Some of the anger from Canadians toward the federal government is stemming from a sense of betrayal. Justin Trudeau’s 2015 campaign line about “being there for the middle class and those trying to join it,” was a highly effective mantra. Millions of Canadians responded positively to it. In fact, it’s a key reason why he won a majority government. 

Trudeau’s precipitous drop in public opinion polls lends weight to the betrayal hypothesis. While Poilievre’s communications and policy are key drivers of his own support, there’s the accumulating picture of an effete, out-of-touch prime minister who hasn’t lived up to his promise as a champion of the middle class. 

Poilievre’s early warnings about inflation, famously predating Bay Street and the Bank of Canada, has given him a huge advantage—namely, real credibility—on these issues with ordinary voters. He was speaking about inflation and the now-present housing crisis before business, the media, and, of course, the Trudeau government started to.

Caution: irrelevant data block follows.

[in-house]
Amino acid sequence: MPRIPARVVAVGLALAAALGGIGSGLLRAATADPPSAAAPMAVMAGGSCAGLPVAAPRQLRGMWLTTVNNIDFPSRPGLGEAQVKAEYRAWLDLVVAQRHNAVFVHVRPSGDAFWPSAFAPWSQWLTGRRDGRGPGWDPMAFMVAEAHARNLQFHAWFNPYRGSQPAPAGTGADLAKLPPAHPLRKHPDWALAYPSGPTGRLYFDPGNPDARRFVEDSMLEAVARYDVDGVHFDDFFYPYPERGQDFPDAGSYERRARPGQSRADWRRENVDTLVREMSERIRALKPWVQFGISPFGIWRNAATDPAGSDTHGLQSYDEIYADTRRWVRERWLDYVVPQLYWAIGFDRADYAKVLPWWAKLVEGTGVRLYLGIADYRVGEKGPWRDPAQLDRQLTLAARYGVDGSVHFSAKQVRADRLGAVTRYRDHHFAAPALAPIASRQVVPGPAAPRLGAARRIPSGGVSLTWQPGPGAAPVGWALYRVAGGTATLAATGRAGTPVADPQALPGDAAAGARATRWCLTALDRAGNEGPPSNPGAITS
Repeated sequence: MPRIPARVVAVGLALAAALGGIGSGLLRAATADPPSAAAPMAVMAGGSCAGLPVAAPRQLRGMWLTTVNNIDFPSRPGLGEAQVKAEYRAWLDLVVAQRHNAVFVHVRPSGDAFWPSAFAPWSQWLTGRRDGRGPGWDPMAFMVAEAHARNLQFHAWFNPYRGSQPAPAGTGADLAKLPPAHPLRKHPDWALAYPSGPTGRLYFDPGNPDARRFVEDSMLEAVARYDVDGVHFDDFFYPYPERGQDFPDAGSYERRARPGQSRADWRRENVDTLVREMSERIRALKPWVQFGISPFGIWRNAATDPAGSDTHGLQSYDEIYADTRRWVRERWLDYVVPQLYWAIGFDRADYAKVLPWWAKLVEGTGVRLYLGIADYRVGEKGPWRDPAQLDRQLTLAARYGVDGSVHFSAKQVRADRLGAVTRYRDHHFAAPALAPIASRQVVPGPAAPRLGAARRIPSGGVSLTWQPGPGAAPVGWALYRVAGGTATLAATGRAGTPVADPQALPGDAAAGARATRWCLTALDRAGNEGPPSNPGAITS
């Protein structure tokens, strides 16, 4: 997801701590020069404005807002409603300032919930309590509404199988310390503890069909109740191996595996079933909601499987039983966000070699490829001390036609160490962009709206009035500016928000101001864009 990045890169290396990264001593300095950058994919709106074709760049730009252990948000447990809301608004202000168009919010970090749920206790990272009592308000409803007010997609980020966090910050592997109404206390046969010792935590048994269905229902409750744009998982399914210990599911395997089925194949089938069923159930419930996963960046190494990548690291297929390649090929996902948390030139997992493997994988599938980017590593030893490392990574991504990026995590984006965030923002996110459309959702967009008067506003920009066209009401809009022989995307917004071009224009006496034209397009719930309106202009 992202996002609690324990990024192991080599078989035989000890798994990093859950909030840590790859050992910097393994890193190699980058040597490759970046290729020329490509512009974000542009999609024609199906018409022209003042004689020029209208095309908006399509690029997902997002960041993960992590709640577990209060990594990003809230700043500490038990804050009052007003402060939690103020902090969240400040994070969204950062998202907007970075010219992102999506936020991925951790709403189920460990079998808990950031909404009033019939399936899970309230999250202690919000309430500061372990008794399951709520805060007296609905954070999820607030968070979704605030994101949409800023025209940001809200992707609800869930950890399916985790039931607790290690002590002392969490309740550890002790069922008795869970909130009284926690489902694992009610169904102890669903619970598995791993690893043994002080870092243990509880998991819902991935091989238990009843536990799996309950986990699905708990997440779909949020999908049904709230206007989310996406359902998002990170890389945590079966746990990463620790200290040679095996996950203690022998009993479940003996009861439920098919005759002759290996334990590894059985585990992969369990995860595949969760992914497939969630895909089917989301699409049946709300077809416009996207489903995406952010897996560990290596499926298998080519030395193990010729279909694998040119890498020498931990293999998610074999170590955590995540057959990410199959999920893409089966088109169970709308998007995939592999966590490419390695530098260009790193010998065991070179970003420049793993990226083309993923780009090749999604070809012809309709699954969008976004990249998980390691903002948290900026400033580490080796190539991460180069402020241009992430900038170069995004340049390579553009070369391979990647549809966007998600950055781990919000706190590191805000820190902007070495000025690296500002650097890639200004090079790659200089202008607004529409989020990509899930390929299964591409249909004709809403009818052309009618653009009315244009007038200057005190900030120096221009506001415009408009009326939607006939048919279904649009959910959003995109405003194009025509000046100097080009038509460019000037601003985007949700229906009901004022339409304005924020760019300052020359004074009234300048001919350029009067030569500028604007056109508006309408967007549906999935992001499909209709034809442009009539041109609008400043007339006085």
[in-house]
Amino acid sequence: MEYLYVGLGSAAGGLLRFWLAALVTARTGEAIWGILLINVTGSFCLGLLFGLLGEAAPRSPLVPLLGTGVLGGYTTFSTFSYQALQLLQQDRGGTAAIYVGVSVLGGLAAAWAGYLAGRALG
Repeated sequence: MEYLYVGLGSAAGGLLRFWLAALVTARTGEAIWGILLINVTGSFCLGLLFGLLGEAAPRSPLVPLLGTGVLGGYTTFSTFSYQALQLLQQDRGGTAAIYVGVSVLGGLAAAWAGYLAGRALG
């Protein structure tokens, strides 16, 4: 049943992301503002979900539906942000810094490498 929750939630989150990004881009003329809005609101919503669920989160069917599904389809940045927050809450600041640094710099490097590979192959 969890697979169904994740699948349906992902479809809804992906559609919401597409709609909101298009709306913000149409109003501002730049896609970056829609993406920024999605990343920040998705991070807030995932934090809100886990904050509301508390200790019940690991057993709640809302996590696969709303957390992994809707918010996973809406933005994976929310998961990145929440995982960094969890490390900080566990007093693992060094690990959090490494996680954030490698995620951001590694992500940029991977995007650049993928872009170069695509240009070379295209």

Just as important is the communications revolution powered by social media, which is enfranchising all kinds of new voters. The rise of platforms like YouTube and the end of traditional media are drawing in people who previously wouldn’t have paid attention to politics. Imagine how much larger the Diefenbaker and Mulroney majorities might have been with YouTube channels instead of only the Toronto Star, the Winnipeg Free Press, and CBC dominating the media landscape. These developments have given Poilievre the ability to reach Canadians who may not have voted Conservative in the past, or who perhaps didn’t vote at all. 

But his success thus far isn’t merely about communications. He’s signaled that he plans to challenge corporate interests and bureaucratic inefficiencies head-on. His stance on increasing competition, especially in protected sectors, suggests a readiness to disrupt the status quo for greater service and affordability, and could potentially include leveraging the tax code to encourage foreign investment and competition.